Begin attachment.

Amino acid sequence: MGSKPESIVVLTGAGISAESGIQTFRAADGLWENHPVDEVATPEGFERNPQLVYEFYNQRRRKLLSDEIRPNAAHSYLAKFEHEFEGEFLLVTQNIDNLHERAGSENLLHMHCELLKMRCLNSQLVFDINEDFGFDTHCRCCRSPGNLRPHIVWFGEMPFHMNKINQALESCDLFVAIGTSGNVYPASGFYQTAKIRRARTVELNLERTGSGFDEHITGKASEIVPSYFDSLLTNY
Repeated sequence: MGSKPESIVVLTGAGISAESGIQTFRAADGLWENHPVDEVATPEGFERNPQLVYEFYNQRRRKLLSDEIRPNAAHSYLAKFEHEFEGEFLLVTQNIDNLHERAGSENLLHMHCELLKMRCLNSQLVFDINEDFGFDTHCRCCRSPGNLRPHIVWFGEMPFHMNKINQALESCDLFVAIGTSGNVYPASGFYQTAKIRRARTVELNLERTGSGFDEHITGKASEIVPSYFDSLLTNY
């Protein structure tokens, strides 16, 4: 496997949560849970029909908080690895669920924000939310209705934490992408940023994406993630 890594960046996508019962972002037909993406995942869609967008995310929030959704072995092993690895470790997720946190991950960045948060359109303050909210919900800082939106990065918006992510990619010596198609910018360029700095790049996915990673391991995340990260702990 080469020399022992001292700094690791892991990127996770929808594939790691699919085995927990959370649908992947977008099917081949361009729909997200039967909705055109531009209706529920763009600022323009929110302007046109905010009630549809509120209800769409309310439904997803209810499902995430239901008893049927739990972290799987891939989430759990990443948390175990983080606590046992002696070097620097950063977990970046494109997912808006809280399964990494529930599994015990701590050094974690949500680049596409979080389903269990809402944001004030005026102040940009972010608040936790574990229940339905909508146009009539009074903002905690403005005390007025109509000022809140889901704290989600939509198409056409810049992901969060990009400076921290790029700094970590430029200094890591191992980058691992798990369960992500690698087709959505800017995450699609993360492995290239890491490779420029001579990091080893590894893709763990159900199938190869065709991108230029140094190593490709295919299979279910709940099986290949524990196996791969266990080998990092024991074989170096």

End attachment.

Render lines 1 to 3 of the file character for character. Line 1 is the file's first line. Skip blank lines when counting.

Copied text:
Amino acid sequence: MGSKPESIVVLTGAGISAESGIQTFRAADGLWENHPVDEVATPEGFERNPQLVYEFYNQRRRKLLSDEIRPNAAHSYLAKFEHEFEGEFLLVTQNIDNLHERAGSENLLHMHCELLKMRCLNSQLVFDINEDFGFDTHCRCCRSPGNLRPHIVWFGEMPFHMNKINQALESCDLFVAIGTSGNVYPASGFYQTAKIRRARTVELNLERTGSGFDEHITGKASEIVPSYFDSLLTNY
Repeated sequence: MGSKPESIVVLTGAGISAESGIQTFRAADGLWENHPVDEVATPEGFERNPQLVYEFYNQRRRKLLSDEIRPNAAHSYLAKFEHEFEGEFLLVTQNIDNLHERAGSENLLHMHCELLKMRCLNSQLVFDINEDFGFDTHCRCCRSPGNLRPHIVWFGEMPFHMNKINQALESCDLFVAIGTSGNVYPASGFYQTAKIRRARTVELNLERTGSGFDEHITGKASEIVPSYFDSLLTNY
């Protein structure tokens, strides 16, 4: 496997949560849970029909908080690895669920924000939310209705934490992408940023994406993630 890594960046996508019962972002037909993406995942869609967008995310929030959704072995092993690895470790997720946190991950960045948060359109303050909210919900800082939106990065918006992510990619010596198609910018360029700095790049996915990673391991995340990260702990 080469020399022992001292700094690791892991990127996770929808594939790691699919085995927990959370649908992947977008099917081949361009729909997200039967909705055109531009209706529920763009600022323009929110302007046109905010009630549809509120209800769409309310439904997803209810499902995430239901008893049927739990972290799987891939989430759990990443948390175990983080606590046992002696070097620097950063977990970046494109997912808006809280399964990494529930599994015990701590050094974690949500680049596409979080389903269990809402944001004030005026102040940009972010608040936790574990229940339905909508146009009539009074903002905690403005005390007025109509000022809140889901704290989600939509198409056409810049992901969060990009400076921290790029700094970590430029200094890591191992980058691992798990369960992500690698087709959505800017995450699609993360492995290239890491490779420029001579990091080893590894893709763990159900199938190869065709991108230029140094190593490709295919299979279910709940099986290949524990196996791969266990080998990092024991074989170096």